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Standing On Ceremony: The Gay Marriage Plays - Off-Broadway

An array of playwrights explore one of the defining issues of our day.

Standing on Ceremony Scribe Mo Gaffney on Officiating at Weddings and the Importance of Marriage Equality

Standing on Ceremony Scribe Mo Gaffney on Officiating at Weddings and the Importance of Marriage Equality
Mo Gaffney
Being gay isn’t a choice, but being married should be.

About the Author: 
Comedian, playwright and actress Mo Gaffney has appeared in three off-Broadway shows opposite her friend and writing partner Kathy Najimy, including The Kathy and Mo Show: Parallel Lives. She has also made her mark on TV and film in projects including Drop Dead Gorgeous, Absolutely Fabulous, That '70s Show and Mad About You. Gaffney is one of eight contributing playwrights to off-Broadway's Standing on Ceremony: The Gay Marriage Plays, which ends its run at the Minetta Lane Theatre on December 18. Below the Los Angeles-based pro recounts how officiating at her friends' marriage ceremonies inspired her to write her piece "Traditional Wedding," which follows a lesbian couple (played by Polly Draper and Tony winner Beth Leavel) as they discuss plans for their ideal nuptials.



When my friend, director Stuart Ross, asked me if I would like to write a piece for Standing on Ceremony: The Gay Marriage Plays I, of course, said, “Yes!” I had done the reading of the show in Los Angeles and I absolutely loved it. I have officiated at a few gay weddings already and have a couple more planned for the coming year. I performed the ceremony for my friends Adele and Jennifer three years ago, during the window of time gays could get married in California. I was able to marry them because I’d gotten my certificate from NowYouCanMarryPeople.com. When I went to their house to talk about the ceremony, we all looked at each other and burst into tears.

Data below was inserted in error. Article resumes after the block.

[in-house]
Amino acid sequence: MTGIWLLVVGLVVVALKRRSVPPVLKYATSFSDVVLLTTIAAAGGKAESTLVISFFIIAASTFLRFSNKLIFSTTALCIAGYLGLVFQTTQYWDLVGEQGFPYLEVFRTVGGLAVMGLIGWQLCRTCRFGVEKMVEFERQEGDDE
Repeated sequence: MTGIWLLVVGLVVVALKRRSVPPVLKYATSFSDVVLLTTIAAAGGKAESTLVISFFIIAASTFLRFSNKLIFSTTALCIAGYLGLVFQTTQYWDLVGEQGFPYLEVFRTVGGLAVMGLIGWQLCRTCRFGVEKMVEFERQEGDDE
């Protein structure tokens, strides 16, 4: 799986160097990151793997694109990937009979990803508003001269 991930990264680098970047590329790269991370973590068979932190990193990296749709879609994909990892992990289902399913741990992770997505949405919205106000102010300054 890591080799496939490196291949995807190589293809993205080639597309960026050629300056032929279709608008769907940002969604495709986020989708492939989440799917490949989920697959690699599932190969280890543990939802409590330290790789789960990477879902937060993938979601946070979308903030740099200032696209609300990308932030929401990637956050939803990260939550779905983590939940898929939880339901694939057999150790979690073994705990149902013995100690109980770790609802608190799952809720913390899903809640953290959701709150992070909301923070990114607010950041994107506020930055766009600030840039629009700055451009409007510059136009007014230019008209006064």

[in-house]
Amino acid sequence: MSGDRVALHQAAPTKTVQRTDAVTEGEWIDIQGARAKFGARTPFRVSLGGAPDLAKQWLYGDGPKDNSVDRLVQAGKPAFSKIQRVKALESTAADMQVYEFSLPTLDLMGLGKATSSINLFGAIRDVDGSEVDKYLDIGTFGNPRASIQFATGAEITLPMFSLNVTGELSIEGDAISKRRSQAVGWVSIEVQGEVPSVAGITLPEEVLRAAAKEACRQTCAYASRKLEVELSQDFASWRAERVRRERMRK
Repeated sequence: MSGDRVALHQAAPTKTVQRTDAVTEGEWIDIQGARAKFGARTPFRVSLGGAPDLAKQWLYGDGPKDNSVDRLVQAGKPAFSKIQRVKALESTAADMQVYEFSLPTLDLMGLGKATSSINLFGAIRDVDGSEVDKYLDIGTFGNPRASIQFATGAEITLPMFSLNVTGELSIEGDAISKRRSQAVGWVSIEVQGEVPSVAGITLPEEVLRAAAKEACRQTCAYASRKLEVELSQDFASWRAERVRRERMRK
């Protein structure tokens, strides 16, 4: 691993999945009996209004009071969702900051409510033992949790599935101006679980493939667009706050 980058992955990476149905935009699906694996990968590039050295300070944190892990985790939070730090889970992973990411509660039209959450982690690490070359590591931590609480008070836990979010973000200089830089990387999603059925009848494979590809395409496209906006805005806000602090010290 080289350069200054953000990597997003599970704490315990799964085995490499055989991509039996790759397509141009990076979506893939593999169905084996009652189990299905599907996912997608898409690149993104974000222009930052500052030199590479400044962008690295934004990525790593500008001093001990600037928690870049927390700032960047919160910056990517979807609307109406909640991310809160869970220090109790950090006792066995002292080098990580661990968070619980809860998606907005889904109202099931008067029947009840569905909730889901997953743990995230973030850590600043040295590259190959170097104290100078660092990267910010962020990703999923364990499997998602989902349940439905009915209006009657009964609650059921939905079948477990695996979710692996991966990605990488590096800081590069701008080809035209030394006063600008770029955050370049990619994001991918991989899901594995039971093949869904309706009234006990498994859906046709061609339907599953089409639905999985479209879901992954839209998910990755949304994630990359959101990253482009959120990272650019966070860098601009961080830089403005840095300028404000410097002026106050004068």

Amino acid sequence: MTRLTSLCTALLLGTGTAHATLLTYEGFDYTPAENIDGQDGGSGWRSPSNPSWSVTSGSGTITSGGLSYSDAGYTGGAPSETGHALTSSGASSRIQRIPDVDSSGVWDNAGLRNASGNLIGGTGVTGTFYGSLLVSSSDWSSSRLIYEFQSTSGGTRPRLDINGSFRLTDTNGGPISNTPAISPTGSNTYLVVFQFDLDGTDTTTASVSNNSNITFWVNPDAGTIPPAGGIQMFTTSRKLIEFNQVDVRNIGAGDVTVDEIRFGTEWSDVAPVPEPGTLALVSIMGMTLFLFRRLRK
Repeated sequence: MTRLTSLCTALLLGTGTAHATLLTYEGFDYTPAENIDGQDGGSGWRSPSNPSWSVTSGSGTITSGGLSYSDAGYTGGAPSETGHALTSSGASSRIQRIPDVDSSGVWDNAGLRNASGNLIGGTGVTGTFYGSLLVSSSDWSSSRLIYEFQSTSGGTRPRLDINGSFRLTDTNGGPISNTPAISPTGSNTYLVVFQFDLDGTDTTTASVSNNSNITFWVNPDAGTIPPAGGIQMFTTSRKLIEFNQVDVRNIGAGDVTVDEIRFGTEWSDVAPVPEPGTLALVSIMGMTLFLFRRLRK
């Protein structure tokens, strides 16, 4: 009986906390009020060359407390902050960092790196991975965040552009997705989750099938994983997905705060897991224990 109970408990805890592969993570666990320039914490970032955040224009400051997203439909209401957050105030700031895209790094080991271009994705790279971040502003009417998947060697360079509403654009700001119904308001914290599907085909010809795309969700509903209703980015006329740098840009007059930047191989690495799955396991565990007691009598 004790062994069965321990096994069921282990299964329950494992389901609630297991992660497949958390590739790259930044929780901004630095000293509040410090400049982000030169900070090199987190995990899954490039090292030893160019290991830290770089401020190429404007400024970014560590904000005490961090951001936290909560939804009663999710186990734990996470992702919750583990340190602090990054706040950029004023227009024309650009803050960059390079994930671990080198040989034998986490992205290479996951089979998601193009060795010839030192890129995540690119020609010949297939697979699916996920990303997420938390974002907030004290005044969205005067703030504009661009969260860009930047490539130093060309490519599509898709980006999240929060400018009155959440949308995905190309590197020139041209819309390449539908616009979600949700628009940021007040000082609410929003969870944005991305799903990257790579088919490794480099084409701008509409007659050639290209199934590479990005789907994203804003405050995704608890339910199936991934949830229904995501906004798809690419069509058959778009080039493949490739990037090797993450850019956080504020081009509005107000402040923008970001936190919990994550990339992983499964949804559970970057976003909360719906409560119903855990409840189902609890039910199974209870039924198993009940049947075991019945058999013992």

Now, you should know that I’ve always thought that marriage was, I don’t know, kind of silly. Regardless of who wanted to do it. But there I was, planning a LEGAL marriage between two women. It was momentous, whether you think marriage is important or not. Not because marriage is sacred or for any religious reason, but because, like it or not, if that union between those two women or two men is LEGAL, then everything every gay man or woman suffered through trying to get recognition for the rightness and normalcy of homosexuality wasn’t in vain.

Adele and Jennifer's wedding ended up being kind of traditional: white dresses, flowers, rings, vows, family, food, etc. It WAS momentous. Certainly to them. And to me. And it should be to everybody who knows or cares about human rights. There are gay people who are LEGALLY married. If my Uncle Edward and Uncle Arthur were alive today, they would be delighted and very probably married. They lived together for 30 years until Uncle Arthur died. They were the first gay people I ever knew. As a child I asked my grandmother (Arthur’s sister-in-law) why they were roommates and not married. She said to me, “It’s like they are married, to each other.” I was about 10 years-old at the time and simply accepted what she said. I only found out later that this was supposed to be “wrong” somehow.

From now on, children will see that being a gay married couple is just another possibility in life. Like being a straight married couple. That’s why fighting for marriage equality is important. For the couple who get married, certainly, but also for the kids, gay and straight, who will grow up in a world where gay people get married too. The argument used by the proponents of Prop. 8 (this was the proposition, that passed, stating that legal marriage is only between a man and a woman) here in California, was that children would be taught in school that “same-sex marriage is just as good as traditional marriage.” This horrified them.

The funny thing is that this is the very argument I would use AGAINST Prop. 8. I would say that children need to be taught that the love between same-sex couples should be respected as much as love between different-sex couples. I guess that’s why the Mormons (who were big financial supporters of Prop. 8) haven’t begged me to join their church.

My next wedding is in May, when I will officiate for Bryan and Carl’s nuptials. This wedding WON’T be traditional. I asked Carl what kind of ceremony he wanted, and he basically said “Not a hetero one!” So, now you know where I got the inspiration for my piece, “A Traditional Wedding”! A lot of gay people want to re-invent the wedding, and I say, “Absolutely!” Other gay people want the white dresses and the flowers and the chuppah and I say, “Mazel Tov!” Still other gay people think weddings are silly or a hetero construct and will never get married and I say, “Whatever makes you happy!”

And that’s the point, isn’t it? Being gay isn’t a choice, but being married should be.

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